We woke up Saturday morning to a steady light rain in Homer, AK. After our usual tasty breakfast of giant muffins we set off for the Homer spit. This is a narrow extension of land that extends into Kachemak Bay just south of Homer. It contains beaches and numerous boats and cruise ships as well as restaurants, bars and shops.
We found a nice convenient parking spot next to a strip of shops and a miniature boardwalk and began browsing the shops in the light rain. We covered nearly every shop and when we returned on the other side of the main street, we saw the Salty Dawg. Taylor and Bill Edrington mentioned this as a must see landmark so I took a photo and then we stepped inside. It was a dark musty bar with a low ceiling and dollar bills pinned to every wall and ceiling with individual’s personal signature on the dollar bill.
We continued down the road and then found a place where we could stroll the beach. The beach was quite wide with several tidal pools draining back into the main body of water. We walked the beach a bit and then headed back to the road at a point where there were numerous RV’s and tents ready for the holiday weekend. As the steady rain fell the tent campers looked pretty miserable, and I felt sorry for them.
We crossed back to the other side of the road and found a seafood place for lunch. We started chatting with our waitress, Mimi, and discovered she was from Vermont, and graduated from George Washington University with a major in aerospace engineering. She was working in Homer for the summer and had worked at Breckenridge for two winters, but her parents wanted her to find a real job. We gave her Brady Young’s number and suggested she call him to network in the aerospace field.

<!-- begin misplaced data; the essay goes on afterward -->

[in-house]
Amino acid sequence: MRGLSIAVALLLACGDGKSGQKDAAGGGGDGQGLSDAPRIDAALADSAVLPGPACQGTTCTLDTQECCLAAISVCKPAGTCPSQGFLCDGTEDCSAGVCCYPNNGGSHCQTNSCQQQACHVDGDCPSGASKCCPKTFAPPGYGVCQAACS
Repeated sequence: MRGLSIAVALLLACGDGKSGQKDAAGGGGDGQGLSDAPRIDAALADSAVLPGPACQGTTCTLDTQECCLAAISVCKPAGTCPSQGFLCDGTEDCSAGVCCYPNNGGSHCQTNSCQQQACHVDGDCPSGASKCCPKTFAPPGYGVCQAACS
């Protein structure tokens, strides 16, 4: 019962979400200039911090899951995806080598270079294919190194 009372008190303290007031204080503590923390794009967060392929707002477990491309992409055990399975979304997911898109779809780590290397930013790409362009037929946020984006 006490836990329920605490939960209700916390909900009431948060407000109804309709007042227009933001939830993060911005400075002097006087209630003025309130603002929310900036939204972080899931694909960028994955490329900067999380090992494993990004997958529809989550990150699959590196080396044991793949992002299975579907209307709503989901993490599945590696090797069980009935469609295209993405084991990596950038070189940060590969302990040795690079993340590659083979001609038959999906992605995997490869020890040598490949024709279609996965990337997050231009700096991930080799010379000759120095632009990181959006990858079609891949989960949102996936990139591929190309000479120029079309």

Our parking time was up so we left the Homer spit and returned to an area near the maritime wildlife museum and took a walk on a trail that led us to Bishop Beach. We were fascinated by the huge difference in the tides in Homer, Alaska. Cars and trucks were allowed to drive on the beach where we were and we saw tire tracks, but no vehicles shared the beach with us on Saturday afternoon. As we walked back to the car we discovered a nice little restored area of Homer with several bars and restaurants and pledged to return later.
We found another hike in our Homer booklet that was east of town, and it looked like a nice intermediate distance so we drove to the trailhead. This trail was in an evergreen forest for much of the distance we traveled, but also traversed a marshy area. The trail builders had constructed a narrow boardwalk over the wetlands. The mosquitos were horrible and the weather had cleared to the point that the sun came out occasionally. The mosquitoes were really bothering us so we turned around after a mile or so and returned to the car the way we had come.
We decided to return to the area we’d just left and find a place for tea and coffee, and that’s exactly what we did. We discovered a cute little deli, the type with the menu choices etched on a blackboard in artsy writing and cookies displayed in clear cookie jars on the counter begging to be eaten. We responded and purchased tea and cookies and relaxed in the small deli. As we left we walked around the block and found a bookstore with an adjoining restaurant and decided we’d like to eat our dinner there.
We returned to our room and cleaned up and then returned to the Mermaid Bistro. We had not made reservations so decided to arrive early to assure seating and this worked out as planned. We were the first guests there, but the place gradually began to fill as we were eating. After dinner when we returned to our inn and walked down to the sea wall we noticed that the surf was pounding the wall and spray was flying up above it. Earlier in the afternoon there was at least fifty yards of beach visible at this same spot.